England’s oppressive summer cracks still on. “I’m glad to be here,” says Roddy, “Not least because it’s a hundred and ten degrees downstairs and it smells of rotten vegetables.”
Unluckily for the young Scottish fella, the temperature in the venue is much the same, and I doubt whether it smells any more fragrant than backstage. Yes, the Bloomsbury Theatre is a lovely intimate venue. No, it doesn’t have air conditioning.
When word got out that Roddy Woomble was taking time out from Idlewild to record a folk album, it wasn’t exactly earth-shattering news. His band had, after all, moved from shambolic punksters to rocking only slightly harder than Coldplay. Roddy’s solo album, so it seemed, would just carry on moving up the mainstream. But Roddy takes his art seriously, and in conjunction with a load of genuine folk folk, he’s made a tender sofly-spoken album that stays in the memory for far longer than it’s relatively short running time.
It feels like Roddy has surrounded himself with friends on this album, whether they be Idlewild pal Rod Jones, or folksters like John McCusker and Andy Cutting. Possibly because of this, it feels far more communal than you would expect of a solo album. It’s coming at the folk idiom from a very different angle to Springsteen earlier this year – instead of the rollicking foot stompers, these are largely introspective songs that conjure up a real feeling of a time and a place. The easiest way into the album is via As Still As I Watch Your Grave, this being the track that sounds most like Idlewild. But From The Drifter To The Drake is perhaps more rewarding, a true half-breed between folk and rock, and unlike anything on his previous albums.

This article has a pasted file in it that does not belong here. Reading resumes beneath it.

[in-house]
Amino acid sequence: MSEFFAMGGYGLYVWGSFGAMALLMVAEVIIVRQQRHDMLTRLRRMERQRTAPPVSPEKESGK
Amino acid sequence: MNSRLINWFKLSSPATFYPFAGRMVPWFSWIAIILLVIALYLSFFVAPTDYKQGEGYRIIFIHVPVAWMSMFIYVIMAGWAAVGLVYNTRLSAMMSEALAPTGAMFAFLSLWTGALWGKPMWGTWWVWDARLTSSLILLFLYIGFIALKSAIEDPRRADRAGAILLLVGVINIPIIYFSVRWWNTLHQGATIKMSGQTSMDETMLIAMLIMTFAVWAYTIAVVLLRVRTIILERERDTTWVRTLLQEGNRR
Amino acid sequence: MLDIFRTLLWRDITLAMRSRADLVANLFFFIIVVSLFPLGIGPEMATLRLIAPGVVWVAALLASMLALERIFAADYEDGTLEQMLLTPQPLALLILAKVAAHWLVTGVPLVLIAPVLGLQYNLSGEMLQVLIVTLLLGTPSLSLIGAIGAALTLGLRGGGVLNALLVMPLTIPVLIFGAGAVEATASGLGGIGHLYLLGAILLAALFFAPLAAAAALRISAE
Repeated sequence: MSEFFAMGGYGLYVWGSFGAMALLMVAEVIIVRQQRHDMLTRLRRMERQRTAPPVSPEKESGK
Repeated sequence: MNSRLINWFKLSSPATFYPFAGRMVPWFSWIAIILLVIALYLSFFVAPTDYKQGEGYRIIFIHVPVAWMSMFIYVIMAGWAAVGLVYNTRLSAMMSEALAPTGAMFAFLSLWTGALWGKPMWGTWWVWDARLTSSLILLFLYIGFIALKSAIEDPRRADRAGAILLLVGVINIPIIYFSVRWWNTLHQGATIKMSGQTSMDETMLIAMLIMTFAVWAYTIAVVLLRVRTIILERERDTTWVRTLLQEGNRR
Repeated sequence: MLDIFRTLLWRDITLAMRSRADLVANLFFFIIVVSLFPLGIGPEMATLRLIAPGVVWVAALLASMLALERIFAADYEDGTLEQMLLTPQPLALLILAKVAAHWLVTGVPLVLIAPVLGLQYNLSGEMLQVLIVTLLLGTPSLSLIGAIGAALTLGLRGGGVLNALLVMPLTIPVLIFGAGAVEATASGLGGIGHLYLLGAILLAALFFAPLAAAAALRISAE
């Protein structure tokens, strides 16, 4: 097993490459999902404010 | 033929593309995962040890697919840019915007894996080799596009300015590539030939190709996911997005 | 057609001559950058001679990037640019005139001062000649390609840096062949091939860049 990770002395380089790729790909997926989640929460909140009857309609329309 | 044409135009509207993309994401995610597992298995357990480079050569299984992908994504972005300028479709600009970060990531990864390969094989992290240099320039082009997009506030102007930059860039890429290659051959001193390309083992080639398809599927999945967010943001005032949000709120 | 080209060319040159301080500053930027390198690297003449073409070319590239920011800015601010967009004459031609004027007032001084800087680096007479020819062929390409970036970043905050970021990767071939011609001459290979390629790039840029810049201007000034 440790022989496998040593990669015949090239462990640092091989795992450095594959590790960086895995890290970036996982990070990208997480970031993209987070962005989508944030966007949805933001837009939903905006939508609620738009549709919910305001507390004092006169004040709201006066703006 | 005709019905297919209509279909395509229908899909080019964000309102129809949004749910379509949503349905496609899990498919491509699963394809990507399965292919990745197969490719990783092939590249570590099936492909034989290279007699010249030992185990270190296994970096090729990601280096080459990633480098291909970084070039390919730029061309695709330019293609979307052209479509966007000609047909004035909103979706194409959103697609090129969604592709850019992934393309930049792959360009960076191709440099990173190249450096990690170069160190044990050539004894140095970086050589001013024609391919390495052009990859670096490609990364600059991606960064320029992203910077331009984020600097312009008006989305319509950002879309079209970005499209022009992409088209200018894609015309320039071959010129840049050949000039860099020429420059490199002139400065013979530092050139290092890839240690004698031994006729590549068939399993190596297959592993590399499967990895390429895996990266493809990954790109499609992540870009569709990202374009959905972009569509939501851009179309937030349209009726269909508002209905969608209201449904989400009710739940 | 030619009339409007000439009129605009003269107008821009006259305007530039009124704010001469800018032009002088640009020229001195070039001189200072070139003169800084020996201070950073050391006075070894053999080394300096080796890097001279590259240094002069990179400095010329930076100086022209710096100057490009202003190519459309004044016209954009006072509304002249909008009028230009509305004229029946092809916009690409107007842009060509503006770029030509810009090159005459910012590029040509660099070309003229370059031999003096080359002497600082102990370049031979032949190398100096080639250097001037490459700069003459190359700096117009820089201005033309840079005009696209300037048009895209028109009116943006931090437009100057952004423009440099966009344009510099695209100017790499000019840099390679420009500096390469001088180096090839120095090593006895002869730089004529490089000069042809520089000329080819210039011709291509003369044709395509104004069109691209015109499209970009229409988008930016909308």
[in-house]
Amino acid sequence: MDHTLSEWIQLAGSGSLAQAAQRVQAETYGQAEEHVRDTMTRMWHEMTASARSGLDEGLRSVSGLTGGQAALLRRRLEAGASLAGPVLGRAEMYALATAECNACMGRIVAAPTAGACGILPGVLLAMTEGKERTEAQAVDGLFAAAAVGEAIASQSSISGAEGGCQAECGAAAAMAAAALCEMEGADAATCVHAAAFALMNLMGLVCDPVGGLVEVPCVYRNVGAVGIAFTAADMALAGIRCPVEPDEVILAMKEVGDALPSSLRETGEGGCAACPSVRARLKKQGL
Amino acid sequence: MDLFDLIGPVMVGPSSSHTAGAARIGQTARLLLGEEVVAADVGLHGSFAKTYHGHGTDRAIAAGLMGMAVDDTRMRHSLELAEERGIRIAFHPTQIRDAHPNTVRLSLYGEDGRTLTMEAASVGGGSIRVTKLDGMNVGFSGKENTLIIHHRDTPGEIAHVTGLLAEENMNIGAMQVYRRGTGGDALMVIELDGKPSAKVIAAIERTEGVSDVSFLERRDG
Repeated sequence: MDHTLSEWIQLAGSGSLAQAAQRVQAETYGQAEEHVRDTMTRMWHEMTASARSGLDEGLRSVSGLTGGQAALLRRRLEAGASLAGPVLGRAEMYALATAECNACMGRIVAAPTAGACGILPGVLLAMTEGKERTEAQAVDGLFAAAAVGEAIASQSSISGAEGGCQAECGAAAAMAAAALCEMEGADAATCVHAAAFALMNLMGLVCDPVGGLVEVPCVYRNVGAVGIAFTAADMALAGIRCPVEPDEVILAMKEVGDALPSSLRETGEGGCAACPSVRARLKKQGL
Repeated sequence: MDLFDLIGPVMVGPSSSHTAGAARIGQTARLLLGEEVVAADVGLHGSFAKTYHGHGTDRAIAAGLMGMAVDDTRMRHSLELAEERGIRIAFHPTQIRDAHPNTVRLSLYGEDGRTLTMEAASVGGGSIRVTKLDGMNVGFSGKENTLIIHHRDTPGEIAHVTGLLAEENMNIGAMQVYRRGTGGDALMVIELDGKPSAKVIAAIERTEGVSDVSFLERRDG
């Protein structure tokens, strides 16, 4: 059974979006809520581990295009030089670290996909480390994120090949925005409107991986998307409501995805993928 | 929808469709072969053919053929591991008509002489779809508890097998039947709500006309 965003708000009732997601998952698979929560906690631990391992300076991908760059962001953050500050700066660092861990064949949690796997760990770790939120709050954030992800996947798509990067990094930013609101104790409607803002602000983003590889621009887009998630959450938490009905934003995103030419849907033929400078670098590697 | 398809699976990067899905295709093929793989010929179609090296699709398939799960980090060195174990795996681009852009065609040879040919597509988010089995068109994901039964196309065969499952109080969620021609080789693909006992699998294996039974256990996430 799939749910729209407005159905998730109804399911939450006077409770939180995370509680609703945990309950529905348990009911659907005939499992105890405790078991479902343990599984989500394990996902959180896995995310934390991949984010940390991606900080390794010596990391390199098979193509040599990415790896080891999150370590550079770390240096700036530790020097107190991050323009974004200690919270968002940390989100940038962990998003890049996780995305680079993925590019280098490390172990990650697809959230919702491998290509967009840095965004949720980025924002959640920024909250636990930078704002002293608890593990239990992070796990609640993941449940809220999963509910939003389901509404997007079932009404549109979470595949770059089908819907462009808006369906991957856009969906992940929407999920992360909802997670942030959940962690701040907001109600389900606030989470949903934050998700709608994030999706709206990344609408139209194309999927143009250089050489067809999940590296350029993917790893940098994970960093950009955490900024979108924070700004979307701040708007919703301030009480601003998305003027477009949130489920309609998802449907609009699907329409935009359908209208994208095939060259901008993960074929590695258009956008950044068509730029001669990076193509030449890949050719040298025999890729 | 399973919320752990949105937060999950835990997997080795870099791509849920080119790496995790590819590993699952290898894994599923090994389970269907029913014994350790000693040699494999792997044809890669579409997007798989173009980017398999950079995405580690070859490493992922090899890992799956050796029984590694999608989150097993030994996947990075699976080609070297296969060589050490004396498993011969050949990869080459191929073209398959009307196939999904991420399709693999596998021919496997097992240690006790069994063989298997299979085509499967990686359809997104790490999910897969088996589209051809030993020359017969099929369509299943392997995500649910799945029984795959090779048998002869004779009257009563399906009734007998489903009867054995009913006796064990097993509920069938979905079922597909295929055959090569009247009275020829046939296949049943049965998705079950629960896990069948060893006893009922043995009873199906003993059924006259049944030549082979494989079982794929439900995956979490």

Stopping off at the Bloomsbury in the middle of a short tour, Roddy, accompanied by many of the supporting cast from the album open with a crowd-pleasing acoustic version of You Held The World In Your Arms before diving headlong into the new material. Without the safety net of the band, he’s far more chatty, and its far more involving than any Idlewild gig I’ve seen before. When somebody shouts out for Captain, he asks “Do you really think that would work with a cittern and an accordion?. As my mother used to say ‘You’ll get what you’re given'”
And, despite the oppressive heat, he gets a fine reception, the aforementioned As Still As I Watch Your Grave seeing a response rivalling that of American English at the end of the set. As triumphs go, its a quiet one, but its a triumph none the less.